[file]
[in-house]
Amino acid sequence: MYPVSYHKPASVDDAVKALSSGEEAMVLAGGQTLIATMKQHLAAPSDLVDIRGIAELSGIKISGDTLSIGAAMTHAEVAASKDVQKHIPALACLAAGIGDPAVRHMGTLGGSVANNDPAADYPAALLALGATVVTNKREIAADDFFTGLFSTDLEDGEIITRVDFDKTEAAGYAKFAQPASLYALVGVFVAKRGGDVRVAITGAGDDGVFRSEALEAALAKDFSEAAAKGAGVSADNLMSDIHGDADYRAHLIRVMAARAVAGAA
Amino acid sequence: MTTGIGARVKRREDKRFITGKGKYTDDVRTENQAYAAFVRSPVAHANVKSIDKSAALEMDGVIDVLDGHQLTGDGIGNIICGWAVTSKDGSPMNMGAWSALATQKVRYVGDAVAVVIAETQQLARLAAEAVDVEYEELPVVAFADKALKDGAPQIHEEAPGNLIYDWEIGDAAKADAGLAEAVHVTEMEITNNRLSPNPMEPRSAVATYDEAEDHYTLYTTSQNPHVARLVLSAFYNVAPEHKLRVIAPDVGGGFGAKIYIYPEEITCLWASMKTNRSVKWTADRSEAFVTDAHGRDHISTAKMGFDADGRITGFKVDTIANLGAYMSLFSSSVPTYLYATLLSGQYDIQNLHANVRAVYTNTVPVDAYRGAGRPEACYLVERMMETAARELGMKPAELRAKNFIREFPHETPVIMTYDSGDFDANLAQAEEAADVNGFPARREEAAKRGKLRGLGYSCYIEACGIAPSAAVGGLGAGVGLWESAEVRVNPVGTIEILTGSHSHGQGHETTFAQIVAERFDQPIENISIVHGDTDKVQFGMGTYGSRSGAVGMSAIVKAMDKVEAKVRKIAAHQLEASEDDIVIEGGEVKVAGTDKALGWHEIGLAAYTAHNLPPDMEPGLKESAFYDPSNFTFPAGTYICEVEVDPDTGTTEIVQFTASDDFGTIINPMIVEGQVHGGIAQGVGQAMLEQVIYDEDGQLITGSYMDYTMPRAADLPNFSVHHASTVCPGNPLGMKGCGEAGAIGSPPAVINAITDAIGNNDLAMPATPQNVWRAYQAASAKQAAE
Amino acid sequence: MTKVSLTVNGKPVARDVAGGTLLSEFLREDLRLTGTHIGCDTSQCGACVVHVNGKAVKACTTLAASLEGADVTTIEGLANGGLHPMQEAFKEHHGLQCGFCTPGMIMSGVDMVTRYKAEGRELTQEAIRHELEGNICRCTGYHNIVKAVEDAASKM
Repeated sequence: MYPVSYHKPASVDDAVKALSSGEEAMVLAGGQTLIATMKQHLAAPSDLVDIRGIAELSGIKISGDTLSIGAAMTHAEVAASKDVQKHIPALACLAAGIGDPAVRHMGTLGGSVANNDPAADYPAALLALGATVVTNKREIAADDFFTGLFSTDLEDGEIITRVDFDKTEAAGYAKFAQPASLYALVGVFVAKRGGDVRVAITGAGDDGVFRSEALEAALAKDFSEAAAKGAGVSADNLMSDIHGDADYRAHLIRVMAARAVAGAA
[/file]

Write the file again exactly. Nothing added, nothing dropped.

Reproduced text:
[in-house]
Amino acid sequence: MYPVSYHKPASVDDAVKALSSGEEAMVLAGGQTLIATMKQHLAAPSDLVDIRGIAELSGIKISGDTLSIGAAMTHAEVAASKDVQKHIPALACLAAGIGDPAVRHMGTLGGSVANNDPAADYPAALLALGATVVTNKREIAADDFFTGLFSTDLEDGEIITRVDFDKTEAAGYAKFAQPASLYALVGVFVAKRGGDVRVAITGAGDDGVFRSEALEAALAKDFSEAAAKGAGVSADNLMSDIHGDADYRAHLIRVMAARAVAGAA
Amino acid sequence: MTTGIGARVKRREDKRFITGKGKYTDDVRTENQAYAAFVRSPVAHANVKSIDKSAALEMDGVIDVLDGHQLTGDGIGNIICGWAVTSKDGSPMNMGAWSALATQKVRYVGDAVAVVIAETQQLARLAAEAVDVEYEELPVVAFADKALKDGAPQIHEEAPGNLIYDWEIGDAAKADAGLAEAVHVTEMEITNNRLSPNPMEPRSAVATYDEAEDHYTLYTTSQNPHVARLVLSAFYNVAPEHKLRVIAPDVGGGFGAKIYIYPEEITCLWASMKTNRSVKWTADRSEAFVTDAHGRDHISTAKMGFDADGRITGFKVDTIANLGAYMSLFSSSVPTYLYATLLSGQYDIQNLHANVRAVYTNTVPVDAYRGAGRPEACYLVERMMETAARELGMKPAELRAKNFIREFPHETPVIMTYDSGDFDANLAQAEEAADVNGFPARREEAAKRGKLRGLGYSCYIEACGIAPSAAVGGLGAGVGLWESAEVRVNPVGTIEILTGSHSHGQGHETTFAQIVAERFDQPIENISIVHGDTDKVQFGMGTYGSRSGAVGMSAIVKAMDKVEAKVRKIAAHQLEASEDDIVIEGGEVKVAGTDKALGWHEIGLAAYTAHNLPPDMEPGLKESAFYDPSNFTFPAGTYICEVEVDPDTGTTEIVQFTASDDFGTIINPMIVEGQVHGGIAQGVGQAMLEQVIYDEDGQLITGSYMDYTMPRAADLPNFSVHHASTVCPGNPLGMKGCGEAGAIGSPPAVINAITDAIGNNDLAMPATPQNVWRAYQAASAKQAAE
Amino acid sequence: MTKVSLTVNGKPVARDVAGGTLLSEFLREDLRLTGTHIGCDTSQCGACVVHVNGKAVKACTTLAASLEGADVTTIEGLANGGLHPMQEAFKEHHGLQCGFCTPGMIMSGVDMVTRYKAEGRELTQEAIRHELEGNICRCTGYHNIVKAVEDAASKM
Repeated sequence: MYPVSYHKPASVDDAVKALSSGEEAMVLAGGQTLIATMKQHLAAPSDLVDIRGIAELSGIKISGDTLSIGAAMTHAEVAASKDVQKHIPALACLAAGIGDPAVRHMGTLGGSVANNDPAADYPAALLALGATVVTNKREIAADDFFTGLFSTDLEDGEIITRVDFDKTEAAGYAKFAQPASLYALVGVFVAKRGGDVRVAITGAGDDGVFRSEALEAALAKDFSEAAAKGAGVSADNLMSDIHGDADYRAHLIRVMAARAVAGAA